Schuh pointed out a few other factors besides marketing efficiency gains such as improving the survival chances of consumer-oriented startups.
He said consumer behavior is changing, for example. Consumers seem more willing to look for individual brands for specific needs, such as mattresses or shoes. The rise of Airbnb as a brand represents the application of this trend in travel, he said. People accepted Airbnb because it offered a category that they couldn’t easily find with existing travel brands.
To explain the change in consumer behavior, Schuh began with an observation from outside the trip. There has been a gold rush in “fast-trade” startups recently: companies like Amazon, DoorDash, Uber, and others have focused on delivering food and other goods almost instantly. An Irish startup, Manna, is even working on drone deliveries to consumers.
So many customers expect faster speeds and more online ordering customization. This expectation will also affect travel, Schuh said. Yet today’s travel reservation services are too cumbersome and slow to use, and they offer too generic and standardized products, by and large.
“Consumers want instant gratification, and they’ll have less tolerance for searching a dozen sites or apps to plan a trip,” Schuh said. “If they have special needs, like, say, traveling with a pet, they are underserved by today’s online travel brands. “
Schuh used the example of remote work as an emerging problem. He said there was a market failure in making it easy for employees to book remote workspaces that meet their exact needs.
“If you have a clear idea of what kind of workspace you will need for many hours, with a wait for Wi-Fi speed and a comfortable desk and a window with a view, you might have to spend hours looking at it. search online to find what you want using global brand travel sites, ”Schuh said. “If a subvertical player emerges that allows this type of part to be found quickly, consumers will find the brand and use it. You can forget about the giant players’ brand marketing expenses, more or less.
The most daring bet
Lakestar’s most imaginative prediction about the future is represented by its investment in Impala. Most of his other investments were in new applications of proven models, such as how GetYourGuide applies the online travel agency model to the tours and activities product. But Impala represents a category of startups that are based on a prediction that technology will change the behavior of consumers and suppliers.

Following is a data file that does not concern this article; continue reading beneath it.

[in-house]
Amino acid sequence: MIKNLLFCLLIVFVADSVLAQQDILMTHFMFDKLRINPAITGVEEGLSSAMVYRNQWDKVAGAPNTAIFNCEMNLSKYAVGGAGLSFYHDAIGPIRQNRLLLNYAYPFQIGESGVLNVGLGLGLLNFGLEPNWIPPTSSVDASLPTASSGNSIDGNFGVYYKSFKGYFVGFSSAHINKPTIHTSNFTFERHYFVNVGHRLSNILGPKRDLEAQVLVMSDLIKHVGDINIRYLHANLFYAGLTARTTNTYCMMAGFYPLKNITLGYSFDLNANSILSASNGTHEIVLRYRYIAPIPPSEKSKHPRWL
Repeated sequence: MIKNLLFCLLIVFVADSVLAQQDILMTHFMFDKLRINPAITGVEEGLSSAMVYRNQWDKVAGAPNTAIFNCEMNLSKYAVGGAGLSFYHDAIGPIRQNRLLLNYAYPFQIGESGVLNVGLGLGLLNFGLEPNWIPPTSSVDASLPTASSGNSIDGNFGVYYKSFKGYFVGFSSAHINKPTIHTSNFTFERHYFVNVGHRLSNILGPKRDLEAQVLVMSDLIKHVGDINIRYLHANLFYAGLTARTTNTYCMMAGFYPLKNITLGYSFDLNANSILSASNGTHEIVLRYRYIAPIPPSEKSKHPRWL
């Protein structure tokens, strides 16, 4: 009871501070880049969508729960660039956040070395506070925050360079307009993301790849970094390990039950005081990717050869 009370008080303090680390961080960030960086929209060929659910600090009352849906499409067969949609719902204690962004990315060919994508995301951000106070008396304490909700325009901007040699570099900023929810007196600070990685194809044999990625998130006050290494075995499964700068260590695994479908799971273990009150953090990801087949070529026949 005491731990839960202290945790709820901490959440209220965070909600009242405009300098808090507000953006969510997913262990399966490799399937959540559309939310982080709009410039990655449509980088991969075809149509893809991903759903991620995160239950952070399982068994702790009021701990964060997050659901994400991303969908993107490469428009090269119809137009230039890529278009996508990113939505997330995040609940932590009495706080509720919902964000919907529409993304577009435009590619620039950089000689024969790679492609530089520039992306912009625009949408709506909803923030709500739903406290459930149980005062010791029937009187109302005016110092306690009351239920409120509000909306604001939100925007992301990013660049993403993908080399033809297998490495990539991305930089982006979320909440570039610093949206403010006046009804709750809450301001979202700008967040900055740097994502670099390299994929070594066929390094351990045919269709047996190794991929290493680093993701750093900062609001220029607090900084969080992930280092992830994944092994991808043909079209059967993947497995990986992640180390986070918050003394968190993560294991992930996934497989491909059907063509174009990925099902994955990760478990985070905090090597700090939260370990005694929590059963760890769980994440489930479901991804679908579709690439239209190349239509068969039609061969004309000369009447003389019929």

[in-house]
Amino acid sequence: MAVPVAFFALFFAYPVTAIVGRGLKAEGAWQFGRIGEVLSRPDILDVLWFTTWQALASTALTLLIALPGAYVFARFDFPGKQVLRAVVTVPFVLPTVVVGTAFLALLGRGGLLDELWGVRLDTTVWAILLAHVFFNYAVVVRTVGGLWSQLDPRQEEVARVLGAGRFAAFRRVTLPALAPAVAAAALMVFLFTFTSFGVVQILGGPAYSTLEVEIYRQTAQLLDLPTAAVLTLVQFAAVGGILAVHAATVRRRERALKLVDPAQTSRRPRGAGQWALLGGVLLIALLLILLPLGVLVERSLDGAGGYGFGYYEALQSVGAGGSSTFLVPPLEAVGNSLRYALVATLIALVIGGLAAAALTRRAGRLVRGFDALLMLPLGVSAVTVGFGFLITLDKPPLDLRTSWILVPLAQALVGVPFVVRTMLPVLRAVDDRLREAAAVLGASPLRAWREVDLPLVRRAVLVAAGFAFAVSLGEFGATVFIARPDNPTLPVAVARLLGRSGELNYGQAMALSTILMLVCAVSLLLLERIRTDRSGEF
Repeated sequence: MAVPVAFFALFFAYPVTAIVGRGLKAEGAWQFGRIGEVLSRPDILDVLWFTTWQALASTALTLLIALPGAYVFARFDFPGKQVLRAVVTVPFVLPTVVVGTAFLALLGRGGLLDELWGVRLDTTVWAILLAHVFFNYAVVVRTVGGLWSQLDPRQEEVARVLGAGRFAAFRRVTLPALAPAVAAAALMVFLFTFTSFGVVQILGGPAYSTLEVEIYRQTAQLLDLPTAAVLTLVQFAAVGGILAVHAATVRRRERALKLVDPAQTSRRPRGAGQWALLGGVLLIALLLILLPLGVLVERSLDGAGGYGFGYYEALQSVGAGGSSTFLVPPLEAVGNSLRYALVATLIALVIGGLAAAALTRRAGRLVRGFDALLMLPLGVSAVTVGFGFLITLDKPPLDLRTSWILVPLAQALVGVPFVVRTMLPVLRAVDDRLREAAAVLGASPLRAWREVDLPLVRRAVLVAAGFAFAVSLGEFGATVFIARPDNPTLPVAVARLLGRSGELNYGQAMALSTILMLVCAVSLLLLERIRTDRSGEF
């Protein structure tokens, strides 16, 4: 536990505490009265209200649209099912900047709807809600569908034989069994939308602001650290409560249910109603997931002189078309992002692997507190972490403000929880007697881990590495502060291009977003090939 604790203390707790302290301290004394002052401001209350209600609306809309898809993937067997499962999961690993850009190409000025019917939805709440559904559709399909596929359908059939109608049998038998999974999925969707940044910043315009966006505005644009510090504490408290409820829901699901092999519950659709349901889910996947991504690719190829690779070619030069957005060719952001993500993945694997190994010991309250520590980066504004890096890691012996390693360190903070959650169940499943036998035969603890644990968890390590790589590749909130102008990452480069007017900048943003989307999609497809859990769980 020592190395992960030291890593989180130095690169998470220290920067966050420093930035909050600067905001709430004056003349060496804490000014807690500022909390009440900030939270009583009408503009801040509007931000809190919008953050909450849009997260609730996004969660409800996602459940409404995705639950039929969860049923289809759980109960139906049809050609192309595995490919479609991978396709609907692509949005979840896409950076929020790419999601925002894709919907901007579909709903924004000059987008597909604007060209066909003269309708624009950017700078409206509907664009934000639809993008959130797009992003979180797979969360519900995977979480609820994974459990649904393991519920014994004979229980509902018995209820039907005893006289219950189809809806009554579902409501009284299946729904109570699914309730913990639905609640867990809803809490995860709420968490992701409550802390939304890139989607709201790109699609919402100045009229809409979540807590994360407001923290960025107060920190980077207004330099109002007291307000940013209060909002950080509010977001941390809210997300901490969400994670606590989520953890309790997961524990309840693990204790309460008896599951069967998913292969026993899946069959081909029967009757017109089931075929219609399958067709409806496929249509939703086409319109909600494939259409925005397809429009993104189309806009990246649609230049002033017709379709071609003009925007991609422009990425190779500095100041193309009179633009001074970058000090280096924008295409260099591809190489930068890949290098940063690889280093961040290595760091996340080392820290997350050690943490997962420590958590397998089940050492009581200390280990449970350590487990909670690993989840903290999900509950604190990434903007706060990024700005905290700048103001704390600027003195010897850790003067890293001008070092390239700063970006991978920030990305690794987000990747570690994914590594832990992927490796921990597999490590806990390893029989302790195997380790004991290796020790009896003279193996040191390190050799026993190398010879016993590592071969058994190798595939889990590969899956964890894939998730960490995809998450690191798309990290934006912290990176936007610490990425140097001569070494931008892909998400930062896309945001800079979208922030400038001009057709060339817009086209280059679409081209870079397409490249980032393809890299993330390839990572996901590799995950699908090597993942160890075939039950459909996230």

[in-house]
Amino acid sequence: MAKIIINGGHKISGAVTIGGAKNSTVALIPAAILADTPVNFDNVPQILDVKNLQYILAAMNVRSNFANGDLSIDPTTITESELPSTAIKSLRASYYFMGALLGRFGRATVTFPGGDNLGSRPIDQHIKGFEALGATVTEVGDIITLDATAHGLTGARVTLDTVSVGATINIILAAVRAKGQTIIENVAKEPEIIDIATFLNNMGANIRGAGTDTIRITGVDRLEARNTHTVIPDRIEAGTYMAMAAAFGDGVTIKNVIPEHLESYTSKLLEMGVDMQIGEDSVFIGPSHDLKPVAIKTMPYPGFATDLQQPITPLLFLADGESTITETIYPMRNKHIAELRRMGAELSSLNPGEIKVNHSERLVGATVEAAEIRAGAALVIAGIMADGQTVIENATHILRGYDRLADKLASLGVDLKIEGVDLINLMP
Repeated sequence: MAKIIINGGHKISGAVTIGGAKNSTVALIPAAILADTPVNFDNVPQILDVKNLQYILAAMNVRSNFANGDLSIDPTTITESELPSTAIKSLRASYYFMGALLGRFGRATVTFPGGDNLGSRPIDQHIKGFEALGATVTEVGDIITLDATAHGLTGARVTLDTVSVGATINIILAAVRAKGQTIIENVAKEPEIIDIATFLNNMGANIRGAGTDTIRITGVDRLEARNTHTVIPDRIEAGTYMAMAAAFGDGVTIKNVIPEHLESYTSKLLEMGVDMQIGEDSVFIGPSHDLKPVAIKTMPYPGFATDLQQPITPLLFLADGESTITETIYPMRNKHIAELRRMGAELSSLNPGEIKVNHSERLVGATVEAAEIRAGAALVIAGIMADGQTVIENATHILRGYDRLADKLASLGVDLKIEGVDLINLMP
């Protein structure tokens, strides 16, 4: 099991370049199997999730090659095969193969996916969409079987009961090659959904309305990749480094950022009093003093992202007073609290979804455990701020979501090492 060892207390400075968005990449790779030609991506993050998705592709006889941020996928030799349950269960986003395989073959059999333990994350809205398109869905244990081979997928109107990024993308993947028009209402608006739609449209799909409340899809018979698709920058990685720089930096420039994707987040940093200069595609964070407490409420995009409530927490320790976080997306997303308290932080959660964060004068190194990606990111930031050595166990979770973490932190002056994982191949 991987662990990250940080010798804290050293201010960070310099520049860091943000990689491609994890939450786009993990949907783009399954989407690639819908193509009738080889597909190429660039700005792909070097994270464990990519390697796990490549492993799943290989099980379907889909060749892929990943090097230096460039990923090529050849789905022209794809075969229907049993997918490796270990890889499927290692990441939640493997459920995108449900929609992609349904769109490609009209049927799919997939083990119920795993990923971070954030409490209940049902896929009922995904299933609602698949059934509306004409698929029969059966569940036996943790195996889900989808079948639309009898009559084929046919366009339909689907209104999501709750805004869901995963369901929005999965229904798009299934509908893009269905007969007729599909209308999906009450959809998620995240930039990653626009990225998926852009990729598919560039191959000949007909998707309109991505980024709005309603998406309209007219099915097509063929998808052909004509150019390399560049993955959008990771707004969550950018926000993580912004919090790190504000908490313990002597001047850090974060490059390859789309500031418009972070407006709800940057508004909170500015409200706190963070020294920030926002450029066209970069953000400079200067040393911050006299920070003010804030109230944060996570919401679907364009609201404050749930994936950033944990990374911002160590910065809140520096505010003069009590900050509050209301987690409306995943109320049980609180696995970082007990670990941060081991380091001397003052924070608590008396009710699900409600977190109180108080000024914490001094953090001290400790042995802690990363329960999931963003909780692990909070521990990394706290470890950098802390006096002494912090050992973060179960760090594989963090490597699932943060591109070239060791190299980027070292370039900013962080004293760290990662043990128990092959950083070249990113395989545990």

To explain Lakestar’s vision for the future, Schuh spoke about the spread of application programming interfaces (APIs) and the broader architecture of a more modern Internet and how this opens up new ways to sell. to consumers.
Impala is part of a wave of startups betting that new techniques for sharing data could make it more common for businesses outside of travel – think banks, e-commerce sites like Amazon, and ridesharing apps like Uber – selling hotel stays, flights, or other travel.
“Startups like Impala that rely on API infrastructure have huge potential,” said Schuh. “They add travel sales as a new layer on top of non-travel businesses that already have customer bases or audiences. I like that kind of horizontal business model, unlike the typical travel startup, which is a vertical game. “
Skeptics will wonder why well-capitalized giants like Expedia Group or Ctrip.com can’t step in and swallow every category invented by new startups.
“Many investors have overestimated the power of network effects in travel,” said Schuh. “There’s this notion that Booking.com or Airbnb can go into selling tours and activities, for example, and be successful quickly. But so far, they’ve had a lot more headwinds than expected. And this is just one example among many. Tripadvisor is now trying to sell hotels etc. again.
“It has proven to be more difficult for global brands to expand their range of offerings, so to speak, than a lot of people have assumed,” said Schuh. “This is good news for startups and good news for consumers. “
Photo Credit: A cottage that is a vacation rental bookable through HomeToGo travel search site, a Lakestar holding company. The Berlin-based venture capital fund has a distinctive investment strategy to secure a share of the next big travel startups. HomeToGo